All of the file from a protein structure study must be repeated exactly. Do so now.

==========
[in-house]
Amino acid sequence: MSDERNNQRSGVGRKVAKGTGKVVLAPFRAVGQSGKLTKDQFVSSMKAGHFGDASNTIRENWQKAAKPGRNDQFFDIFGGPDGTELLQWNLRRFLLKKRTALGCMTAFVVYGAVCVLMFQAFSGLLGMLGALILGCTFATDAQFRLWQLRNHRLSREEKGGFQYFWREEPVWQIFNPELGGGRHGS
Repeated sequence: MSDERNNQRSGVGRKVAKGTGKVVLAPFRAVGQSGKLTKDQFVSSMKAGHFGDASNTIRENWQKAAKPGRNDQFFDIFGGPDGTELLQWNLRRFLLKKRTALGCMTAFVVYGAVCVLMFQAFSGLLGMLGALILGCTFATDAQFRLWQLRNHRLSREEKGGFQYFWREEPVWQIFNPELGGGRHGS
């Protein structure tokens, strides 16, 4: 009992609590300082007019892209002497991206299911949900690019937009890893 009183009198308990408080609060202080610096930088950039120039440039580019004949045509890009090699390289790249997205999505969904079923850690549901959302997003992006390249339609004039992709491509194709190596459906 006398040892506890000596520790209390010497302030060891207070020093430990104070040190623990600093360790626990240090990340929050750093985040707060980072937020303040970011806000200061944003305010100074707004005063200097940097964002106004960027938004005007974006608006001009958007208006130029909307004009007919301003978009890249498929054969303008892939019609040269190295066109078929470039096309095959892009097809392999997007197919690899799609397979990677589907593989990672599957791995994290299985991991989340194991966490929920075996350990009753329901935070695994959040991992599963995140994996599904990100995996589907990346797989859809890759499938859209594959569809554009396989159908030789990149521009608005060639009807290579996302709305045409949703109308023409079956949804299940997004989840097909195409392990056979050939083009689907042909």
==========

[in-house]
Amino acid sequence: MSDERNNQRSGVGRKVAKGTGKVVLAPFRAVGQSGKLTKDQFVSSMKAGHFGDASNTIRENWQKAAKPGRNDQFFDIFGGPDGTELLQWNLRRFLLKKRTALGCMTAFVVYGAVCVLMFQAFSGLLGMLGALILGCTFATDAQFRLWQLRNHRLSREEKGGFQYFWREEPVWQIFNPELGGGRHGS
Repeated sequence: MSDERNNQRSGVGRKVAKGTGKVVLAPFRAVGQSGKLTKDQFVSSMKAGHFGDASNTIRENWQKAAKPGRNDQFFDIFGGPDGTELLQWNLRRFLLKKRTALGCMTAFVVYGAVCVLMFQAFSGLLGMLGALILGCTFATDAQFRLWQLRNHRLSREEKGGFQYFWREEPVWQIFNPELGGGRHGS
């Protein structure tokens, strides 16, 4: 009992609590300082007019892209002497991206299911949900690019937009890893 009183009198308990408080609060202080610096930088950039120039440039580019004949045509890009090699390289790249997205999505969904079923850690549901959302997003992006390249339609004039992709491509194709190596459906 006398040892506890000596520790209390010497302030060891207070020093430990104070040190623990600093360790626990240090990340929050750093985040707060980072937020303040970011806000200061944003305010100074707004005063200097940097964002106004960027938004005007974006608006001009958007208006130029909307004009007919301003978009890249498929054969303008892939019609040269190295066109078929470039096309095959892009097809392999997007197919690899799609397979990677589907593989990672599957791995994290299985991991989340194991966490929920075996350990009753329901935070695994959040991992599963995140994996599904990100995996589907990346797989859809890759499938859209594959569809554009396989159908030789990149521009608005060639009807290579996302709305045409949703109308023409079956949804299940997004989840097909195409392990056979050939083009689907042909």